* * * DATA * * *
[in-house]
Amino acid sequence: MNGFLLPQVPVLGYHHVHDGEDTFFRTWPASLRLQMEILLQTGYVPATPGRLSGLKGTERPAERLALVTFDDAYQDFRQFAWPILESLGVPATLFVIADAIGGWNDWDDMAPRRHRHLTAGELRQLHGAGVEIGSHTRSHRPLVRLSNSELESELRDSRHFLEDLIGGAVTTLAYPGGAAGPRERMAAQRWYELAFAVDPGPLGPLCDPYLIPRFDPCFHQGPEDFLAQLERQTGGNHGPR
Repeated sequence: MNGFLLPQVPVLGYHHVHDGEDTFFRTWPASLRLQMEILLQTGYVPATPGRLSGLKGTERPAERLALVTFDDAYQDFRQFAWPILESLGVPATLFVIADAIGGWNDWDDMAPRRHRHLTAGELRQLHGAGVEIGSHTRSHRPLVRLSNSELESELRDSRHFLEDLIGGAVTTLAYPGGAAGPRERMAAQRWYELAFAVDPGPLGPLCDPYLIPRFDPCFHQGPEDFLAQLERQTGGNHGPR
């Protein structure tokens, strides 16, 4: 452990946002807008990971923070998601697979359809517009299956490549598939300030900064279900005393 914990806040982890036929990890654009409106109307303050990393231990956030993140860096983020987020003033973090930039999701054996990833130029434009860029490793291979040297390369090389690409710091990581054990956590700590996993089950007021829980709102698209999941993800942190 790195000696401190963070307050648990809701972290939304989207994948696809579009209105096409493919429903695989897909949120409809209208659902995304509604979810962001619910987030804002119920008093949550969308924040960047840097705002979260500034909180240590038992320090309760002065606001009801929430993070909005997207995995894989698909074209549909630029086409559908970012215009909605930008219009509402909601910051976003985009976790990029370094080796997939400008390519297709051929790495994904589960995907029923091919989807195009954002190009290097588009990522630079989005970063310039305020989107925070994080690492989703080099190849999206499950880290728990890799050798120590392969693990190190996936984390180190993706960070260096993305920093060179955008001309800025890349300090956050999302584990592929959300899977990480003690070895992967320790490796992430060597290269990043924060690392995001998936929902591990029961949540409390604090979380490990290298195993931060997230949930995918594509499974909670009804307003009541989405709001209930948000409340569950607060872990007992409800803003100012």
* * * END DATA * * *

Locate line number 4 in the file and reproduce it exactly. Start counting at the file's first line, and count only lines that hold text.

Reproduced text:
């Protein structure tokens, strides 16, 4: 452990946002807008990971923070998601697979359809517009299956490549598939300030900064279900005393 914990806040982890036929990890654009409106109307303050990393231990956030993140860096983020987020003033973090930039999701054996990833130029434009860029490793291979040297390369090389690409710091990581054990956590700590996993089950007021829980709102698209999941993800942190 790195000696401190963070307050648990809701972290939304989207994948696809579009209105096409493919429903695989897909949120409809209208659902995304509604979810962001619910987030804002119920008093949550969308924040960047840097705002979260500034909180240590038992320090309760002065606001009801929430993070909005997207995995894989698909074209549909630029086409559908970012215009909605930008219009509402909601910051976003985009976790990029370094080796997939400008390519297709051929790495994904589960995907029923091919989807195009954002190009290097588009990522630079989005970063310039305020989107925070994080690492989703080099190849999206499950880290728990890799050798120590392969693990190190996936984390180190993706960070260096993305920093060179955008001309800025890349300090956050999302584990592929959300899977990480003690070895992967320790490796992430060597290269990043924060690392995001998936929902591990029961949540409390604090979380490990290298195993931060997230949930995918594509499974909670009804307003009541989405709001209930948000409340569950607060872990007992409800803003100012």